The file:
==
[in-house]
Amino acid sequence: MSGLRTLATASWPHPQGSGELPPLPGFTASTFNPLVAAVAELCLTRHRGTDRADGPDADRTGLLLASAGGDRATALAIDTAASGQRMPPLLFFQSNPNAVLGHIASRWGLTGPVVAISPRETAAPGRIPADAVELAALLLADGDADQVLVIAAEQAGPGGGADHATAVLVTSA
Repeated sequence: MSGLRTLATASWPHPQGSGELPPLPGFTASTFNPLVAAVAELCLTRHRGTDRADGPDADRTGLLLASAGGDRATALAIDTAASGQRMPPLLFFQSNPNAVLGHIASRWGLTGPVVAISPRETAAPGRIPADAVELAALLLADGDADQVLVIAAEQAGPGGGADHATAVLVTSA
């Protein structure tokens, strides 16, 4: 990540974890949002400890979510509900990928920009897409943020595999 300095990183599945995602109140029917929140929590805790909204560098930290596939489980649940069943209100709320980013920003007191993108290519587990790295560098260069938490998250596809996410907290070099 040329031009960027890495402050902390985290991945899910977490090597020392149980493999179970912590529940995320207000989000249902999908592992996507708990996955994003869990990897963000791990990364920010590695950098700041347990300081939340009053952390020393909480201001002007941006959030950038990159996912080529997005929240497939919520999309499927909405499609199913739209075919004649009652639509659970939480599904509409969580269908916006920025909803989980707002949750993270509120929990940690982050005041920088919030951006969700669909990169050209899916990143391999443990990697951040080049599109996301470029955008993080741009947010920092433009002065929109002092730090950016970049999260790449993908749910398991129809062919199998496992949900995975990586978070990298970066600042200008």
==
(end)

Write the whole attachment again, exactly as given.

[in-house]
Amino acid sequence: MSGLRTLATASWPHPQGSGELPPLPGFTASTFNPLVAAVAELCLTRHRGTDRADGPDADRTGLLLASAGGDRATALAIDTAASGQRMPPLLFFQSNPNAVLGHIASRWGLTGPVVAISPRETAAPGRIPADAVELAALLLADGDADQVLVIAAEQAGPGGGADHATAVLVTSA
Repeated sequence: MSGLRTLATASWPHPQGSGELPPLPGFTASTFNPLVAAVAELCLTRHRGTDRADGPDADRTGLLLASAGGDRATALAIDTAASGQRMPPLLFFQSNPNAVLGHIASRWGLTGPVVAISPRETAAPGRIPADAVELAALLLADGDADQVLVIAAEQAGPGGGADHATAVLVTSA
């Protein structure tokens, strides 16, 4: 990540974890949002400890979510509900990928920009897409943020595999 300095990183599945995602109140029917929140929590805790909204560098930290596939489980649940069943209100709320980013920003007191993108290519587990790295560098260069938490998250596809996410907290070099 040329031009960027890495402050902390985290991945899910977490090597020392149980493999179970912590529940995320207000989000249902999908592992996507708990996955994003869990990897963000791990990364920010590695950098700041347990300081939340009053952390020393909480201001002007941006959030950038990159996912080529997005929240497939919520999309499927909405499609199913739209075919004649009652639509659970939480599904509409969580269908916006920025909803989980707002949750993270509120929990940690982050005041920088919030951006969700669909990169050209899916990143391999443990990697951040080049599109996301470029955008993080741009947010920092433009002065929109002092730090950016970049999260790449993908749910398991129809062919199998496992949900995975990586978070990298970066600042200008």